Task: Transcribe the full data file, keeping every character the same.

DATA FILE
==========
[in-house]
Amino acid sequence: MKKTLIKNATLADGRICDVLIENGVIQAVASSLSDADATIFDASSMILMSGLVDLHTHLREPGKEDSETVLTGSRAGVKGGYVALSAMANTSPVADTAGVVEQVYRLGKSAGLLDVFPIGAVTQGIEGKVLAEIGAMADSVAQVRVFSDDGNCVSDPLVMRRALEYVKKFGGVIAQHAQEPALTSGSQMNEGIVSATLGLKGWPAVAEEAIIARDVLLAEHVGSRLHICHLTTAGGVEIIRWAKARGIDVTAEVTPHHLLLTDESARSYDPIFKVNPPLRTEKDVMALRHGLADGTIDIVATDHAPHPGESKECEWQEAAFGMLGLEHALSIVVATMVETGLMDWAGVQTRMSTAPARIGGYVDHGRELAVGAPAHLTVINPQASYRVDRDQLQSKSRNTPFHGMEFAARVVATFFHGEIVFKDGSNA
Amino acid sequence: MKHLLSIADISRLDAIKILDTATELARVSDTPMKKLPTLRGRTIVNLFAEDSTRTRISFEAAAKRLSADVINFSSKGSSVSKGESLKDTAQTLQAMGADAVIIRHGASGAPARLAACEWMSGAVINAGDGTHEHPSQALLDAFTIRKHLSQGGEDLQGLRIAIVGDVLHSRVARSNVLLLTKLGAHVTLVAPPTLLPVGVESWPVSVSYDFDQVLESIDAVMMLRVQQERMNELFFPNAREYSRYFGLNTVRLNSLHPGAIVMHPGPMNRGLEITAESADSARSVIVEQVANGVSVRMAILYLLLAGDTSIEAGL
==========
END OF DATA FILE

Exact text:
[in-house]
Amino acid sequence: MKKTLIKNATLADGRICDVLIENGVIQAVASSLSDADATIFDASSMILMSGLVDLHTHLREPGKEDSETVLTGSRAGVKGGYVALSAMANTSPVADTAGVVEQVYRLGKSAGLLDVFPIGAVTQGIEGKVLAEIGAMADSVAQVRVFSDDGNCVSDPLVMRRALEYVKKFGGVIAQHAQEPALTSGSQMNEGIVSATLGLKGWPAVAEEAIIARDVLLAEHVGSRLHICHLTTAGGVEIIRWAKARGIDVTAEVTPHHLLLTDESARSYDPIFKVNPPLRTEKDVMALRHGLADGTIDIVATDHAPHPGESKECEWQEAAFGMLGLEHALSIVVATMVETGLMDWAGVQTRMSTAPARIGGYVDHGRELAVGAPAHLTVINPQASYRVDRDQLQSKSRNTPFHGMEFAARVVATFFHGEIVFKDGSNA
Amino acid sequence: MKHLLSIADISRLDAIKILDTATELARVSDTPMKKLPTLRGRTIVNLFAEDSTRTRISFEAAAKRLSADVINFSSKGSSVSKGESLKDTAQTLQAMGADAVIIRHGASGAPARLAACEWMSGAVINAGDGTHEHPSQALLDAFTIRKHLSQGGEDLQGLRIAIVGDVLHSRVARSNVLLLTKLGAHVTLVAPPTLLPVGVESWPVSVSYDFDQVLESIDAVMMLRVQQERMNELFFPNAREYSRYFGLNTVRLNSLHPGAIVMHPGPMNRGLEITAESADSARSVIVEQVANGVSVRMAILYLLLAGDTSIEAGL